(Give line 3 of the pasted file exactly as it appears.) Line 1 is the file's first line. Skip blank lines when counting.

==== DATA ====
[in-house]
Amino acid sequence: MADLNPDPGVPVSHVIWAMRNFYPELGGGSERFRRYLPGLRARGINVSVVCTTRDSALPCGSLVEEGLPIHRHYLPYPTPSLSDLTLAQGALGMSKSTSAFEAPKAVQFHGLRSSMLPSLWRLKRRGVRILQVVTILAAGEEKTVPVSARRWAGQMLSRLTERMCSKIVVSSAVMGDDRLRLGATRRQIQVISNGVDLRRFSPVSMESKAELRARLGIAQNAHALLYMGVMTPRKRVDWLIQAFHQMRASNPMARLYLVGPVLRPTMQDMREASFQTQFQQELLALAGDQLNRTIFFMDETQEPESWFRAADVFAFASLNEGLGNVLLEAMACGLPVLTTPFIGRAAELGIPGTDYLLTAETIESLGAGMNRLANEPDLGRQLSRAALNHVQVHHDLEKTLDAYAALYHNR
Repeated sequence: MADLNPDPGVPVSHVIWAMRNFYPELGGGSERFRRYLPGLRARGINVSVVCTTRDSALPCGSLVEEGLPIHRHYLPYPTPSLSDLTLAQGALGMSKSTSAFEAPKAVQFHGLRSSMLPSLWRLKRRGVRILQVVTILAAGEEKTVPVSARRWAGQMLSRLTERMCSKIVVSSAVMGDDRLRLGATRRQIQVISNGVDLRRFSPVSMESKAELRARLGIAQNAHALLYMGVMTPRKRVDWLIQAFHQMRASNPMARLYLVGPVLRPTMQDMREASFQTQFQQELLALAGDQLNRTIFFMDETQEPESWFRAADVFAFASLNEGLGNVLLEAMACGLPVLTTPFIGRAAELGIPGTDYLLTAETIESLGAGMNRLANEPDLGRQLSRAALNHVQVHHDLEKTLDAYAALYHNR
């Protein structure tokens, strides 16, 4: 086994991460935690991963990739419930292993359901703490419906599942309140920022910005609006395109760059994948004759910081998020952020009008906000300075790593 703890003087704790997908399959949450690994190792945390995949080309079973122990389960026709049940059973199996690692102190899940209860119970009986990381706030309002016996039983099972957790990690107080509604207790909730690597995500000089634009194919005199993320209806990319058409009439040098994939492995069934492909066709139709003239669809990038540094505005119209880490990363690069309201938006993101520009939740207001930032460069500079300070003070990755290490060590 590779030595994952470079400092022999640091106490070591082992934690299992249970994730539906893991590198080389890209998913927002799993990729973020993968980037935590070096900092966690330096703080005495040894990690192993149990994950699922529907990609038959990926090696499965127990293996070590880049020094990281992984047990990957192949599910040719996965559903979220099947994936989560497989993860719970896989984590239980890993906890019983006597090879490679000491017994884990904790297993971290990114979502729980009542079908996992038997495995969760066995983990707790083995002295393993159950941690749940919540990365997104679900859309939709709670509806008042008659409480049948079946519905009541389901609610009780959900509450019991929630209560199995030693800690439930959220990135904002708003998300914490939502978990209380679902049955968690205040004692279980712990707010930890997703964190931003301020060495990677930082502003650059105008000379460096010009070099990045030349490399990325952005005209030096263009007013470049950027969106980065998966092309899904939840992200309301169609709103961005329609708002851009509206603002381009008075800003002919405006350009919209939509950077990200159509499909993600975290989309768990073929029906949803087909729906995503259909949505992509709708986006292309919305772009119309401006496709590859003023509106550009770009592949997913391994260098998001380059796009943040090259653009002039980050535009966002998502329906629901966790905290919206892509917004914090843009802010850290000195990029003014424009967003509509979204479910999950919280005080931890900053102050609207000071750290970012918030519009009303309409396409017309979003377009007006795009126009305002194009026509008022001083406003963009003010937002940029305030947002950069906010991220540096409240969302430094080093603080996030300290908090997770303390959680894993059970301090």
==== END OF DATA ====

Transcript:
Repeated sequence: MADLNPDPGVPVSHVIWAMRNFYPELGGGSERFRRYLPGLRARGINVSVVCTTRDSALPCGSLVEEGLPIHRHYLPYPTPSLSDLTLAQGALGMSKSTSAFEAPKAVQFHGLRSSMLPSLWRLKRRGVRILQVVTILAAGEEKTVPVSARRWAGQMLSRLTERMCSKIVVSSAVMGDDRLRLGATRRQIQVISNGVDLRRFSPVSMESKAELRARLGIAQNAHALLYMGVMTPRKRVDWLIQAFHQMRASNPMARLYLVGPVLRPTMQDMREASFQTQFQQELLALAGDQLNRTIFFMDETQEPESWFRAADVFAFASLNEGLGNVLLEAMACGLPVLTTPFIGRAAELGIPGTDYLLTAETIESLGAGMNRLANEPDLGRQLSRAALNHVQVHHDLEKTLDAYAALYHNR